Wednesday April 4th


Stock futures plunge, with the Dow set for a more than 500-point drop, after China announces tariffs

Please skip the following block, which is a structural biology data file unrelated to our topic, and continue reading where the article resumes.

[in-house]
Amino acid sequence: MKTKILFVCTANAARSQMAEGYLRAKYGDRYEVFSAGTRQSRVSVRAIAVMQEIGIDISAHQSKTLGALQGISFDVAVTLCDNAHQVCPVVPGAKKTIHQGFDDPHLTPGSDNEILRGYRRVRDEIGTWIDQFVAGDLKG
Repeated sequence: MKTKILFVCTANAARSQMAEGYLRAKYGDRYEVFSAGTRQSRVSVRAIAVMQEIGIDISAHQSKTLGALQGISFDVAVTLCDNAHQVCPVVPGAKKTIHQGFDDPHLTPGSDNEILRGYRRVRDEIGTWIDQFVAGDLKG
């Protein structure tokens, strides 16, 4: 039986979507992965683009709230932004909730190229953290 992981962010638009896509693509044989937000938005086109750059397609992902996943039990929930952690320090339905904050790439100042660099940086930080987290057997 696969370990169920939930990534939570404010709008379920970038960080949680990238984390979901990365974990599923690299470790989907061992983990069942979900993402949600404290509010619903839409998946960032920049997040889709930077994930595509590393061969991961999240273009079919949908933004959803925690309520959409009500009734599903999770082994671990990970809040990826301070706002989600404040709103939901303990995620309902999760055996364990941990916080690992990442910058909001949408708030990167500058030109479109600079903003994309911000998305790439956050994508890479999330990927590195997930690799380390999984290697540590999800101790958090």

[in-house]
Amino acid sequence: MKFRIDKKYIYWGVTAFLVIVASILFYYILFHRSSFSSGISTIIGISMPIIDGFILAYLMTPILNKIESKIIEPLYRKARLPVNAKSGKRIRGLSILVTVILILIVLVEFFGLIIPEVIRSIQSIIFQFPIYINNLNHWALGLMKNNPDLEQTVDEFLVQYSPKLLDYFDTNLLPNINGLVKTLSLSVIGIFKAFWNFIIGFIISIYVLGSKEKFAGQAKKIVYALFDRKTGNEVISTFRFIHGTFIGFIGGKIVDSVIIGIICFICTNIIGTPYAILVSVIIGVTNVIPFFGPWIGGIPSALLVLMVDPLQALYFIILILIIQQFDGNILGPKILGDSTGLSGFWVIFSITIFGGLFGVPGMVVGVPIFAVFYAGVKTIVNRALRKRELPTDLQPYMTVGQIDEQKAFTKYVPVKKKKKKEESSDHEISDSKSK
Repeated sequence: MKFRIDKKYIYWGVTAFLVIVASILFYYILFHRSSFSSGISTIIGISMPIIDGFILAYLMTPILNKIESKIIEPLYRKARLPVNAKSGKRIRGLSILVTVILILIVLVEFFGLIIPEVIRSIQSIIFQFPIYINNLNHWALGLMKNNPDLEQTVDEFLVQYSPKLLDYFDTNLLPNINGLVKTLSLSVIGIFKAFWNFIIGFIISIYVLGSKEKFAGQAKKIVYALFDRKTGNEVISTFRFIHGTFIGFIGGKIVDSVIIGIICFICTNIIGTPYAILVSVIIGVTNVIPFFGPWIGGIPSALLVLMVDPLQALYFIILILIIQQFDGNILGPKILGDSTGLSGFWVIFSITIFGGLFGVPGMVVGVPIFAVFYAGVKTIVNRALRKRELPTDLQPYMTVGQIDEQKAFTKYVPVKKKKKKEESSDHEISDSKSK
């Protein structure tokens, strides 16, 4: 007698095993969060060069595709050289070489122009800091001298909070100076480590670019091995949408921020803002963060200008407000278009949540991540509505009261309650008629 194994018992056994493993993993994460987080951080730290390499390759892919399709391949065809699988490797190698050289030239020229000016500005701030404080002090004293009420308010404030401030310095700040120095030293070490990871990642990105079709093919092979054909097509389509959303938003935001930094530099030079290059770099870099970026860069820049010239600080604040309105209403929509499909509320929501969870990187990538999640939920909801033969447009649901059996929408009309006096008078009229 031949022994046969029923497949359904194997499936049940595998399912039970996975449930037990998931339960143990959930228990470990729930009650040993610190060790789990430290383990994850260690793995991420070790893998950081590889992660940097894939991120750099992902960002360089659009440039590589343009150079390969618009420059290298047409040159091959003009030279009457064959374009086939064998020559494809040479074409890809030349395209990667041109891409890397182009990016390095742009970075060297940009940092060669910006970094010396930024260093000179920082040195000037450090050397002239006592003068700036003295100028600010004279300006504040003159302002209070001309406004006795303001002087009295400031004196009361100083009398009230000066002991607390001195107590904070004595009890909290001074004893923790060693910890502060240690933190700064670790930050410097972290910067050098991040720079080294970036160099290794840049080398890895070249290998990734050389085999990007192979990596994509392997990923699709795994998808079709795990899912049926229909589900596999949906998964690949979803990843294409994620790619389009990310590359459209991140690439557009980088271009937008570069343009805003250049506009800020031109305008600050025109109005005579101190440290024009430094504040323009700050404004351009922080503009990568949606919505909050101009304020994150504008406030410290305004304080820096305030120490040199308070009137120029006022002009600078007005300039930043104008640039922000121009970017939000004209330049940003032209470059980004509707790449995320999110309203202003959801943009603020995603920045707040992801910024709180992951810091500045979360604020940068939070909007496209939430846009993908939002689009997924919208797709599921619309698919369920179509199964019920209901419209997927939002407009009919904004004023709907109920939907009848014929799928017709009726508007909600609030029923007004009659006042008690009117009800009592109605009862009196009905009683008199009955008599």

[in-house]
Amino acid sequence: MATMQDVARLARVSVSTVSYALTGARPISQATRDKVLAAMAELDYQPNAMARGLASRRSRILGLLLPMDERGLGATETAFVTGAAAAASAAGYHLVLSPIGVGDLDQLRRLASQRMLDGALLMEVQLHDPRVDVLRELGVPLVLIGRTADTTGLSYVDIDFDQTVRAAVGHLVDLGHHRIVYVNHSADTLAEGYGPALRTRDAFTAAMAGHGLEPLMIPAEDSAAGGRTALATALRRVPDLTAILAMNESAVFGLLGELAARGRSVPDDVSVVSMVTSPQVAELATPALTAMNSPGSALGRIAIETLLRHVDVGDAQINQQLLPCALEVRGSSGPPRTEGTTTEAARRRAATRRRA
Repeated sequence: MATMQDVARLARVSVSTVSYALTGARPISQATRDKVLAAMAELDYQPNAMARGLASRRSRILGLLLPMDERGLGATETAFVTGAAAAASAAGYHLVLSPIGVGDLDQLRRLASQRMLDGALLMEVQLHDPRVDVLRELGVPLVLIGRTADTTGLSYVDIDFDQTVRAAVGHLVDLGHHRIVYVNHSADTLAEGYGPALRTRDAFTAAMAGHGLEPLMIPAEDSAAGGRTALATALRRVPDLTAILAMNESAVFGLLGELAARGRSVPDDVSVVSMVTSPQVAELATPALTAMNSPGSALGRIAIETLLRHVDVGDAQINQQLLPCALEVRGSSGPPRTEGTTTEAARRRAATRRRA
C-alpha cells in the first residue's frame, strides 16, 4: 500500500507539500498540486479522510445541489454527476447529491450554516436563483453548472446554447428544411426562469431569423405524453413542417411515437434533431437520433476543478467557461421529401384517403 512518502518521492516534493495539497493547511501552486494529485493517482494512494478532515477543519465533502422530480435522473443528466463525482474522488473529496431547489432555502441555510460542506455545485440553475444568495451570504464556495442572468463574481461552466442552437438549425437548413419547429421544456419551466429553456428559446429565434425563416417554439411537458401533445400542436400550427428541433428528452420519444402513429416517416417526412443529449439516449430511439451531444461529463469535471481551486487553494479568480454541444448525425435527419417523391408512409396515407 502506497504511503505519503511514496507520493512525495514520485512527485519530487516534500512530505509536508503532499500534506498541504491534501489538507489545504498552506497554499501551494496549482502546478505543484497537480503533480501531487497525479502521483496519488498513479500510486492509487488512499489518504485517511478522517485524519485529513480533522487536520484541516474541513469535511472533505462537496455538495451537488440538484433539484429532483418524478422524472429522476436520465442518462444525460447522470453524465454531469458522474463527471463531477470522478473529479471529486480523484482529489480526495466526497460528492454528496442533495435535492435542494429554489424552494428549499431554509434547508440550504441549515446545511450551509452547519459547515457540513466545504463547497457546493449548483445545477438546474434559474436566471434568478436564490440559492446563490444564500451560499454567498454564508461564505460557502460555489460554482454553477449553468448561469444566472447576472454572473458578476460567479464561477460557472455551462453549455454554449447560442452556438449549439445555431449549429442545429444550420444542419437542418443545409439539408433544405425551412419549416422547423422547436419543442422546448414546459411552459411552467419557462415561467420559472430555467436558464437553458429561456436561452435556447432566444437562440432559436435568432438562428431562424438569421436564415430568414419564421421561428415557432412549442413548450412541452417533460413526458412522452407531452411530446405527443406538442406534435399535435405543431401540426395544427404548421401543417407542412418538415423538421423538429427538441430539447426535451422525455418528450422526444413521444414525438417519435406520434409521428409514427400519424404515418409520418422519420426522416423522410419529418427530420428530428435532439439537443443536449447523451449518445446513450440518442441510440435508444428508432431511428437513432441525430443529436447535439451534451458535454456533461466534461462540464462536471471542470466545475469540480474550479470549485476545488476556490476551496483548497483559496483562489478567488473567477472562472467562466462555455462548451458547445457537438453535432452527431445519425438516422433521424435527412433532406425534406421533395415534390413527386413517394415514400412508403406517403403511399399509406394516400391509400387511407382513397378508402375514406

U.S. stock index futures tumbled ahead of Wednesday's open, as concerns over a potential trade war between the U.S. and China intensified. Around 8:30 a.m. ET, Dow Jones industrial average futures indicated a drop of 547 points at the start of trading in New York. The Nasdaq 100 and the S&P 500 futures also indicated heavy losses at the open for their respective markets. The moves in premarket trade come as China announced brand-new tariffs on 106 U.S. products, including cars, whiskey, aerospace and defense, and soybeans. "I think the market is just concerned about this thing escalating right now," James Paulsen, chief investment strategist at The Leuthold Group, told CNBC's "Squawk Box." "It's not so bad if we have a few tariffs on a few products, but if it escalates worldwide, … then you're really threatening the recovery globally." Automakers were down sharply, with Ford and General Motors off 3.3 percent and 4 percent, respectively. Boeing was also slammed, falling more than 5 percent. Caterpillar declined 4 percent, while United Technologies — another Dow component — fell 3.4 percent. The move comes less than a day after President Donald Trump issued a list of Chinese imports that the U.S. administration aims to target as part of a crackdown on what the president sees as unfair trade practices. U.S. futures extended losses following the announcement, with worries over technology and trade already putting markets on edge. Wednesday's premarket trade paints a different picture to that of Tuesday's session, when stocks on Wall Street rose sharply to finish the day on a positive note. The Dow closed almost 400 points higher as technology rebounded from sharp losses seen in Monday's sessions. Ahead of Friday's nonfarm payrolls, investors will digesting the latest economic news, including the ADP National Employment Report. The report showed private companies added 241,000 jobs in March, more than the expected gain of 205,000. The services purchasing managers' index (PMI) is scheduled for release at 9:45 a.m. ET. Meantime at 10 a.m. ET, non-manufacturing ISM report on business is due as well as factory orders. Asian stocks closed mixed on Wednesday as the overnight bounce on Wall Street stalled. Recent concerns over trade tensions also persisted amid new China-U.S. trade developments. Japan's Nikkei 225 closed higher by 0.13 percent, or 27.26 points, at 21,319.55 amid choppy trade. Elsewhere, South Korea's benchmark Kospi index lost 1.41 percent to close at 2,408.06. Greater China markets were in negative territory after trading higher earlier in the session. Hong Kong's Hang Seng Index gave up early gains to sink 1.45 percent by 3:13 p.m. HK/SIN. Mainland stock indexes also reversed early gains: The Shanghai composite slipped 0.15 percent to finish at 3,131.84 and the smaller Shenzhen composite shed 0.57 percent to close at 1,831.70. Oil prices fell on Wednesday after China said it would impose tariffs on a number of U.S. goods including agricultural products, raising the prospect of a growing trade war that could impact global growth. "This morning, it is all about the macro (economic) situation and how the trade relationship between the U.S. and China is evolving," BNP Paribas head of commodities strategy Harry Tchilinguirian told the Reuters Global Oil Forum. Brent crude futures were down 86 cents, or 1.3 percent, to $67.26 per barrel by 8:50 a.m. ET (1250 GMT). U.S. WTI crude futures fell 98 cents, or 1.5 percent, $62.53 a barrel. Gold prices gained on Wednesday, as investors stayed away from risk assets after the United States slapped tariffs on $50 billion worth imports from China, raising the stakes in a growing trade showdown with Beijing. Spot gold rose 0.2 percent to $1,334.64 per ounce as of 0700 GMT, after falling 0.6 percent in the previous session. U.S. gold futures were up 0.1 percent at $1,338.40 an ounce.